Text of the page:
Feminae: Medieval Women and Gender Index

  • Title: Woman Clothed with the Sun
  • Creator: Facundus, scribe and possibly artist
  • Description:

    This image comes from a copy of the Commentary on the Apocalypse that was commissioned for King Fernando I and Queen Sancha of Leon-Castille. In a colophon the scribe identifies himself as Facundus but he may have also been the chief artist. Commentary on the Apocalypse was originally written during the eighth-century by Beatus of Liebana, the abbot of the Asturian monastery of Saint Martin (later known as Santo Toribio). However, the popularity of Beatus’ manuscript inspired many copies in the following centuries, some of which were illustrated with fantastic figures in bright, primary colors.

    The illuminations painted in Fernando and Sancha’s manuscript were executed in the Romanesque and Mozarabic styles, the latter an Iberian approach influenced by Islamic art. The figures retain a stylized, linear form, display an intense bi-dimensionality that does not allow for much illusionism, and utilize strongly contrasting colors. Unlike most tenth-century manuscripts, as John Williams points out, the figures in the “Facundus Beatus” manuscript stand firmly on ground planes, although these are not actually visible due to the retention of the colorfully banded background. As a result, this Beatus lacks much of the energy apparent in most tenth-century Apocalypse commentaries. Instead it exhibits a sense of disciplined restraint which would have been appropriate for the cosmopolitan court of Leon-Castile.

    This illustration reflects a vision of Saint John in Revelations 12:1-6: "And a great sign appeared in heaven: a woman clothed with the sun, and the moon under her feet, and on her head a crown of twelve stars: and being with child she cried travailing in birth and was in pain to be delivered. And there was another sign in heaven: and behold a great red dragon…and the dragon stood before the woman…that when she should be delivered, he might devour her son. And she brought forth a man child, who was to rule the nations with an iron rod: and her son was taken up to God…And the woman fled into the wilderness where she had a place prepared by God.”

    The woman in the top left corner represents the first great sign. She wears a golden cloak, holds the sun in her hands, and stands on the moon. The stars surrounding her head act as her halo. Many scholars interpret this woman as a symbol of the Church and the sun signifies Christ the Savior. When clothed with the sun, the woman is transformed into a symbol of Christian fortitude and salvation by the grace of Christ. The crescent moon under her feet is thought to represent the Holy Scripture, and the means by which the Church, personified as the figure of the woman, is brought to heaven. The dragon is the second sign, and represents the Devil. The seven heads signify the forms of evil the Devil uses to deceive the human race. The story and image of the Woman Clothed in the Sun would have served as a paradigm for the original audience of this manuscript. Like the woman robed in the sun, each Christian was vulnerable to attacks, danger, and difficulties that surpassed human capacities to solve, especially at this time when there was great anxiety about the coming of the Apocalypse. However as this illumination shows, even the vulnerable and weak had the potential to be saved by God through their faith in the teachings of the Church.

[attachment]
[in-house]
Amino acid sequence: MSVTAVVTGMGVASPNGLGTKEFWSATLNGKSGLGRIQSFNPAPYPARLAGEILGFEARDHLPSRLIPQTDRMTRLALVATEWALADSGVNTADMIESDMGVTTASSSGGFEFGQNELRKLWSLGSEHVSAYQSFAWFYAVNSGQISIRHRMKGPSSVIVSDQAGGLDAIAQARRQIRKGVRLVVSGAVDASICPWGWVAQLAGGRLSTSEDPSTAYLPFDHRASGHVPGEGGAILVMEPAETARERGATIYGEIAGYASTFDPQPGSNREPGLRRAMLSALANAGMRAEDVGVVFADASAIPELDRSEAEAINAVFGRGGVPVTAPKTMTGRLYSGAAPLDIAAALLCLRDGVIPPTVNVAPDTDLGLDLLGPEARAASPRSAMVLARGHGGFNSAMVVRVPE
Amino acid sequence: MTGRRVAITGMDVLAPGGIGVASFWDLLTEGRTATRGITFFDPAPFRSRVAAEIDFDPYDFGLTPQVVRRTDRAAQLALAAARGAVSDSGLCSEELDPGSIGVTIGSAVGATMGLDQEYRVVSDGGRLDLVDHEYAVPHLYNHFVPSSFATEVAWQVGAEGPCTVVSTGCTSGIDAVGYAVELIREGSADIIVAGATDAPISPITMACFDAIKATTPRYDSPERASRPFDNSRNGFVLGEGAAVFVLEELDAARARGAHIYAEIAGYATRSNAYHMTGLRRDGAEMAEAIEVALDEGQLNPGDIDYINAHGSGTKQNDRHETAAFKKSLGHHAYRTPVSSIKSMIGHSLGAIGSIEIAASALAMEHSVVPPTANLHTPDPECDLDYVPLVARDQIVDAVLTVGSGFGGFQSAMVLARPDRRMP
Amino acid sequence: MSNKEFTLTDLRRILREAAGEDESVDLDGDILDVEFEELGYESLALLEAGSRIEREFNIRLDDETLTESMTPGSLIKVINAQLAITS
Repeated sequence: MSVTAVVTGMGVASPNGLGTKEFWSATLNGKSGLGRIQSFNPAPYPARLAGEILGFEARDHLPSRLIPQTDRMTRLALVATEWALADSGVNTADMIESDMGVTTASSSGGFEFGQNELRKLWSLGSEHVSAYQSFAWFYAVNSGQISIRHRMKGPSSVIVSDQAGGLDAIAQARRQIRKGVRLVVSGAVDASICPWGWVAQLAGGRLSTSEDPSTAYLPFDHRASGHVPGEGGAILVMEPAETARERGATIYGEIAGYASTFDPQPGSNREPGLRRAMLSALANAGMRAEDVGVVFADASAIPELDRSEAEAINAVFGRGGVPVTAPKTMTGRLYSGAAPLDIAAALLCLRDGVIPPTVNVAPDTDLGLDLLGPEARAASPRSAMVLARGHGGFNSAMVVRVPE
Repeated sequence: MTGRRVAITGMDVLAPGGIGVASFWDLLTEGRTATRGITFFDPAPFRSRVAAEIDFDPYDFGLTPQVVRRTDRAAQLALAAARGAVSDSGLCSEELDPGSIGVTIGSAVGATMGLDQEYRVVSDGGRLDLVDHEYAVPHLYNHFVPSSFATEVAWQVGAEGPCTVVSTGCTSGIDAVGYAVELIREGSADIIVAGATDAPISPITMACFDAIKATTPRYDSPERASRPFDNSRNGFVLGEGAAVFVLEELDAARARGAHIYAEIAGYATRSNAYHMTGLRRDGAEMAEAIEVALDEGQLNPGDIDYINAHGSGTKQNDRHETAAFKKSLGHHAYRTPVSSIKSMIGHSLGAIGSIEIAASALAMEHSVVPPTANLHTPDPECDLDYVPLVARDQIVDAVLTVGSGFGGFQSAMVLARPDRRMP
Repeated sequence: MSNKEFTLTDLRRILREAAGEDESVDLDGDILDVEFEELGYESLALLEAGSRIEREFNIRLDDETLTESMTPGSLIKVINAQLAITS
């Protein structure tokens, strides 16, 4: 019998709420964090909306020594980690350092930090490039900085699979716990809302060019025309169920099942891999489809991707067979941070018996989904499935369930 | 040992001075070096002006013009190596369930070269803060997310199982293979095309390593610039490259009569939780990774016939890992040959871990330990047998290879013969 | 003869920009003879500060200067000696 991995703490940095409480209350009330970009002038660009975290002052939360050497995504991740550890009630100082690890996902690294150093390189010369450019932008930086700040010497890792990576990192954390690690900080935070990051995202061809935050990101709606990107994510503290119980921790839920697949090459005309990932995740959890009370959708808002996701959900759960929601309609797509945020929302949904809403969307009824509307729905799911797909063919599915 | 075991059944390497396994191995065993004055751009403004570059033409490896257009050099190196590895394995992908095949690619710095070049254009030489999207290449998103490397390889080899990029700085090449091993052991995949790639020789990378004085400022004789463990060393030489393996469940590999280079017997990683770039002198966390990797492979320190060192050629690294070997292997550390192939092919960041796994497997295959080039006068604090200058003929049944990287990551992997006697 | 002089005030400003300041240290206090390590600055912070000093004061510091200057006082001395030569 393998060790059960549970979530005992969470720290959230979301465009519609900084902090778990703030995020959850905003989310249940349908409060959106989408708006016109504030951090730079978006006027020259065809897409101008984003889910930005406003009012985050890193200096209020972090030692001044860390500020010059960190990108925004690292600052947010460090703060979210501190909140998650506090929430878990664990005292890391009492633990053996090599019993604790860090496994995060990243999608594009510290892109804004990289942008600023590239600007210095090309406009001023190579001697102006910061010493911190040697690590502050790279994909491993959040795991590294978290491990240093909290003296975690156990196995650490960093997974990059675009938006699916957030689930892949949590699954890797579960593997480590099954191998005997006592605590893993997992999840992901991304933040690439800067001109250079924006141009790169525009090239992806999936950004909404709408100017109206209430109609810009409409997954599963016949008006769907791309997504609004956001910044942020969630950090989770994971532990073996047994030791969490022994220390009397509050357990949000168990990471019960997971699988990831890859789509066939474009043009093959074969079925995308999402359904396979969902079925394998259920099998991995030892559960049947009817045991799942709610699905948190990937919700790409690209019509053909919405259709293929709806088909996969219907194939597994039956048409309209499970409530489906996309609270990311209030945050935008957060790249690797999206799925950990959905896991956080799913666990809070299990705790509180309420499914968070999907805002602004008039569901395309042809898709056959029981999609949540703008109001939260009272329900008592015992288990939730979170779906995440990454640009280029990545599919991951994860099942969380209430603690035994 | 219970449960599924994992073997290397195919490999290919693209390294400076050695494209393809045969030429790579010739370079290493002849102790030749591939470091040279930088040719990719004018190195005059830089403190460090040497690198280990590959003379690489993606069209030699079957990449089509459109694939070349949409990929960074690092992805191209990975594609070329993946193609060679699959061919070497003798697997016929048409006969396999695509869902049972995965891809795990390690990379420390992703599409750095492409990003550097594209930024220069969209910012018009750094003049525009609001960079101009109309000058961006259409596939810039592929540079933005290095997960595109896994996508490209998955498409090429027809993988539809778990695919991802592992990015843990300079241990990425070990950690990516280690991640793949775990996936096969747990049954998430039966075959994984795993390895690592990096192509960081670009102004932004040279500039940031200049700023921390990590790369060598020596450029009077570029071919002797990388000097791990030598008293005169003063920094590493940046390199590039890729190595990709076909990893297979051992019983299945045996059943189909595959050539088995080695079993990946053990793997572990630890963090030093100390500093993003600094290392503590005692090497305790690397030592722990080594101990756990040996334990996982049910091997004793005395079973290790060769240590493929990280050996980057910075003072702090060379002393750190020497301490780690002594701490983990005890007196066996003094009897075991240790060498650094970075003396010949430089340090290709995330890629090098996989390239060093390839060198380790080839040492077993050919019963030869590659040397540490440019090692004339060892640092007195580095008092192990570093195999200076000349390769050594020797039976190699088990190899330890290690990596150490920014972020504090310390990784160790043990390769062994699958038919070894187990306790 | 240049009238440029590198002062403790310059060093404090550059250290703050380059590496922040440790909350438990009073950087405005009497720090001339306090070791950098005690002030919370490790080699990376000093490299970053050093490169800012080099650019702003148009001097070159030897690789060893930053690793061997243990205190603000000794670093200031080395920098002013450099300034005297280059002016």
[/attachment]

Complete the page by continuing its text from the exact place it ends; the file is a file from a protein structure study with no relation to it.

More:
• Source: Wikimedia Commons
  • Rights: Public Domain
  • Subject (See Also): Angels Apocalypse Commentary, Literary Genre Dragons Salvation Woman Clothed with the Sun
  • Geographic Area: Iberia
  • Century: 11
  • Date: 1047
  • Related Work: See the full manuscript digitized on the World Digital Library site: http://www.wdl.org/en/item/10639/#languages=lat
  • Current Location: Madrid, Biblioteca Nacional, MS Vitrina 14-2, 187r
  • Original Location: Spain
  • Artistic Type (Category): Digital Images; Manuscript Illuminations;
  • Artistic Type (Material/Technique): Vellum (parchment); Paint;
  • Donor: Layman and laywoman; Fernando I, King of Leon-Castille; Sancha, Queen of Leon-Castille;
  • Height/Width/Length(cm): 36/28/
  • Inscription:
  • Related Resources: Fried, Johannes. "Awaiting the End of Time around the Turn of the Year 1000." in The Apocalyptic Year 1000: Religous Expectation and Social Change, 950-1050 edited by Gow, Andrew, Richard Landes and David C. Van Meter. Oxford: University Press (2003). Pgs. 27-29.;
    Grubb, Nancy. Revelations: Art of the Apocalypse. New York: Abbeville Press (1997). Pg. 54.;
    Mariana, Manuel Sanchez. Beato de Liebana: Codice de Fernando I y dona Sancha. Barcelona: Biblioteca Nacional (1994). Pgs. 171-176.;
    Metropolitan Museum of Art. The Art of Medieval Spain A.D. 500-1200. New York: Harry N. Abrams, Inc. (1993). Pgs. 16-17.;
    Morgan, Nigel J. Illuminating the End of Time: The Getty Apocalypse Manuscript. Los Angeles: J. Paul Getty Museum. (2011). Pgs. 52-53.;
    Verdon, Timothy and Filippo Rossi. Mary in Western Art. New York: Hudson Mills Press (2005). Pgs. 53-56.;
    Williams, John. The Illustrated Beatus: The Tenth and Eleventh Centuries. Vol. 3. London: Harvey Miller Publishers (1998). Pgs. 32-38.;
    Wolf, Kenneth. "Beatus of Liebana." in Medieval Iberia: An Encyclopedia edited by Gerli, E. Michael. New York: Routledge (2003). Pgs. 155.;